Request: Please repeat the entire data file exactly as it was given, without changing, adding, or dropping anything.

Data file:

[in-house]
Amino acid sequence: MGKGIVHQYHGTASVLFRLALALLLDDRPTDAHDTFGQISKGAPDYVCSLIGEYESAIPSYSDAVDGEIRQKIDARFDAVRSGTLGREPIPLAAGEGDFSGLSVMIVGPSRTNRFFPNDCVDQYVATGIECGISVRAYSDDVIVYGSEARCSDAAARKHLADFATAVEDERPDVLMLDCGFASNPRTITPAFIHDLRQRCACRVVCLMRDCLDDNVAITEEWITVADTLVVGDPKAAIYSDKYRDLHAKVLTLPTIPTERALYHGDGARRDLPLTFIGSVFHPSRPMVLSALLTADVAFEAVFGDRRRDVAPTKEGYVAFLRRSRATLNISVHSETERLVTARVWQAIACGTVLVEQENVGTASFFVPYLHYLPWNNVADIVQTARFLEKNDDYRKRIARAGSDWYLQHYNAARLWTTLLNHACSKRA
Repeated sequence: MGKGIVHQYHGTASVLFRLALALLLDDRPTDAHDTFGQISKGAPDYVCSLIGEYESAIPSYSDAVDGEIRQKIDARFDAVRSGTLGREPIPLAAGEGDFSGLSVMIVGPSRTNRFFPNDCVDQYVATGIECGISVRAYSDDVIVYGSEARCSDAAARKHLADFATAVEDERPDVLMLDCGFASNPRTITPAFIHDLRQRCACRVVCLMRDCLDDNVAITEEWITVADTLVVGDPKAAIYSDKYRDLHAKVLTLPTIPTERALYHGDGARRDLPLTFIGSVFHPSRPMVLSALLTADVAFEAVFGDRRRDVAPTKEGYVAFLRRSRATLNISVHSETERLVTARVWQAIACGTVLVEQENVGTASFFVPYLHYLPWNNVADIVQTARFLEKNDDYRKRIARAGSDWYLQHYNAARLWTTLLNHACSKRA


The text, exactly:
[in-house]
Amino acid sequence: MGKGIVHQYHGTASVLFRLALALLLDDRPTDAHDTFGQISKGAPDYVCSLIGEYESAIPSYSDAVDGEIRQKIDARFDAVRSGTLGREPIPLAAGEGDFSGLSVMIVGPSRTNRFFPNDCVDQYVATGIECGISVRAYSDDVIVYGSEARCSDAAARKHLADFATAVEDERPDVLMLDCGFASNPRTITPAFIHDLRQRCACRVVCLMRDCLDDNVAITEEWITVADTLVVGDPKAAIYSDKYRDLHAKVLTLPTIPTERALYHGDGARRDLPLTFIGSVFHPSRPMVLSALLTADVAFEAVFGDRRRDVAPTKEGYVAFLRRSRATLNISVHSETERLVTARVWQAIACGTVLVEQENVGTASFFVPYLHYLPWNNVADIVQTARFLEKNDDYRKRIARAGSDWYLQHYNAARLWTTLLNHACSKRA
Repeated sequence: MGKGIVHQYHGTASVLFRLALALLLDDRPTDAHDTFGQISKGAPDYVCSLIGEYESAIPSYSDAVDGEIRQKIDARFDAVRSGTLGREPIPLAAGEGDFSGLSVMIVGPSRTNRFFPNDCVDQYVATGIECGISVRAYSDDVIVYGSEARCSDAAARKHLADFATAVEDERPDVLMLDCGFASNPRTITPAFIHDLRQRCACRVVCLMRDCLDDNVAITEEWITVADTLVVGDPKAAIYSDKYRDLHAKVLTLPTIPTERALYHGDGARRDLPLTFIGSVFHPSRPMVLSALLTADVAFEAVFGDRRRDVAPTKEGYVAFLRRSRATLNISVHSETERLVTARVWQAIACGTVLVEQENVGTASFFVPYLHYLPWNNVADIVQTARFLEKNDDYRKRIARAGSDWYLQHYNAARLWTTLLNHACSKRA